A roaring economy is hitched to a galloping coal addiction
JHARIA, India — Night falls here by 5 p.m. and people stream into the open-air market to catch the latest political news. They have much to discuss, because elections are currently on in the state of Jharkhand, which is famous for three things: corruption, a home-grown terrorism threat called Naxalism, and this area’s economic life, which is marked in every imaginable way by coal.
Coal-fired electricity lights a single incandescent bulb in each shop, and the combined yellow glow gives the market a festive air. Underneath this town, the earth is burning. Suresh Kumar, 50, secretary of a local union, leaves the tea shop where he has his makeshift office and steers his motorbike down a road lined with dark piles of mining debris.
The light from his headlight is blocked by plumes of smelly, sulfurous smoke seeping out of the ground. He stops suddenly, seeing how close he has come to the edge of an open-pit mine. In the far distance, there is an orange glow in the sky. It is a non-natural sunshine reflecting the burning of millions of tons of prime coking coal. The underground fire has burned out of control for nearly a century.
Coal is the bane of Jharkhand, and the reason why Kumar and his fellow residents need to move out of the town. If the government has its way, 17 open-pit mining complexes will be built here. Below the town lie 19 seams of prime coking coal. The government’s goal is to get at the coal before the fire does.
There are many offshoots of this little drama that illustrate the high environmental and public health costs of extracting the biggest natural resource sustaining India’s economic boom.
BOKARO, India — The men who work at Bokaro Steel City (there are few women) behave as though they are in the Wild West. Some are slick and charming with their words. They stand in air filled with fine coal dust that gets into every crevice of the skin and upper respiratory system, while saying that the dust filters are 99.9 percent efficient.
Others, such as the gun-toting security guards, are silent and watchful. They need to be, in order to cope with the pressures that are unique to Jharkhand, India’s richest coal state. The state is among the most corrupt in the country. It is the richest in mineral wealth, and faces a home-grown communist threat called Naxalism. It has a thriving coal mafia, and millions of dollars get traded between politicians leveraging the future of the residents to gain control over the fuel.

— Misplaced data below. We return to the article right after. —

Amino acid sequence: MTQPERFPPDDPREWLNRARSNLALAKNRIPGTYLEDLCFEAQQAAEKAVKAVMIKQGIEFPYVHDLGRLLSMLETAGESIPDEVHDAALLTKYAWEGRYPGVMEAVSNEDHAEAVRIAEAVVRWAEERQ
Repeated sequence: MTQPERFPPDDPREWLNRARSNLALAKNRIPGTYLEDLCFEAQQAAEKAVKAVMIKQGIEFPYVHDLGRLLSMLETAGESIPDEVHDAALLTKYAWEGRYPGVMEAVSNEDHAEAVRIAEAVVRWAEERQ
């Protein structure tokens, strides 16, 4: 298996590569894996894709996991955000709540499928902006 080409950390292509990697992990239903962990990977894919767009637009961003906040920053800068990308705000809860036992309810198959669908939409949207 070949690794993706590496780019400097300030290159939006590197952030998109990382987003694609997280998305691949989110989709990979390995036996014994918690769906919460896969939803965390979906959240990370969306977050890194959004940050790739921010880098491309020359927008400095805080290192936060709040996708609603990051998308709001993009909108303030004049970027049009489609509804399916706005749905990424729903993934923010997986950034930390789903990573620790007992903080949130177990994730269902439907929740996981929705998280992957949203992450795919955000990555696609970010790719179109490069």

Bokaro is an insignificant player in these politics, for all it does is use the coal to make steel. The steel city rises in majestic order above the chaos of Jharkhand. It is immense, occupying 70 square miles including an airstrip, 186 miles of locomotive tracks and a 320-megawatt coal-burning thermal power plant. All this was built in the 1960s, when India was leaning toward socialism and Jharkhand was still mostly forest. It was India’s first steel plant, built with the help of the Soviets.
“This is where hell can be seen on earth,” said David Mony, general manager of operations for Bokaro, referring to the steel-making process.
Navin Srivastava, one of Mony’s subordinates (or “boys,” as he called them), placed his eye against a tiny peephole that serves as a window into the 2,500-degree-Fahrenheit steel kiln filled with blue-hot gas. Black chunks of hard coke imported from Australia are added from the top. Orange-hot liquid steel accompanied by sparks pours out into molds at the bottom.
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